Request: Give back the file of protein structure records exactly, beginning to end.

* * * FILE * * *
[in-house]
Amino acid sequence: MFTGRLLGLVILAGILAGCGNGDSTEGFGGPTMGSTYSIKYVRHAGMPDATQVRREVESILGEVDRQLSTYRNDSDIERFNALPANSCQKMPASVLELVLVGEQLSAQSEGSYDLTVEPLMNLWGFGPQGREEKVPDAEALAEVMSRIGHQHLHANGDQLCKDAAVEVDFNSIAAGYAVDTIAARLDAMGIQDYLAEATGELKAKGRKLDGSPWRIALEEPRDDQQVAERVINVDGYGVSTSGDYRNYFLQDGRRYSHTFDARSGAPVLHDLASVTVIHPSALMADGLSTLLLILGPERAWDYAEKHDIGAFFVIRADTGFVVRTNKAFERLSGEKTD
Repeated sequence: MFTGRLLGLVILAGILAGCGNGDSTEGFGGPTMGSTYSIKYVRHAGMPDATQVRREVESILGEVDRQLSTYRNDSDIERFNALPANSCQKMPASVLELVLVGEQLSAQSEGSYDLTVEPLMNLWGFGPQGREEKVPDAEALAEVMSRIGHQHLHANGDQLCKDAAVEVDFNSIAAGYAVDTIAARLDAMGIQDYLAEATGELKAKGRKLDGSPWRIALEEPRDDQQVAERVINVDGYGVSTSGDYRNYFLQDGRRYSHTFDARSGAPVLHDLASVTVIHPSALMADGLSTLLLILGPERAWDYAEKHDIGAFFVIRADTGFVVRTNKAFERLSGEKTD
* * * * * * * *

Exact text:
[in-house]
Amino acid sequence: MFTGRLLGLVILAGILAGCGNGDSTEGFGGPTMGSTYSIKYVRHAGMPDATQVRREVESILGEVDRQLSTYRNDSDIERFNALPANSCQKMPASVLELVLVGEQLSAQSEGSYDLTVEPLMNLWGFGPQGREEKVPDAEALAEVMSRIGHQHLHANGDQLCKDAAVEVDFNSIAAGYAVDTIAARLDAMGIQDYLAEATGELKAKGRKLDGSPWRIALEEPRDDQQVAERVINVDGYGVSTSGDYRNYFLQDGRRYSHTFDARSGAPVLHDLASVTVIHPSALMADGLSTLLLILGPERAWDYAEKHDIGAFFVIRADTGFVVRTNKAFERLSGEKTD
Repeated sequence: MFTGRLLGLVILAGILAGCGNGDSTEGFGGPTMGSTYSIKYVRHAGMPDATQVRREVESILGEVDRQLSTYRNDSDIERFNALPANSCQKMPASVLELVLVGEQLSAQSEGSYDLTVEPLMNLWGFGPQGREEKVPDAEALAEVMSRIGHQHLHANGDQLCKDAAVEVDFNSIAAGYAVDTIAARLDAMGIQDYLAEATGELKAKGRKLDGSPWRIALEEPRDDQQVAERVINVDGYGVSTSGDYRNYFLQDGRRYSHTFDARSGAPVLHDLASVTVIHPSALMADGLSTLLLILGPERAWDYAEKHDIGAFFVIRADTGFVVRTNKAFERLSGEKTD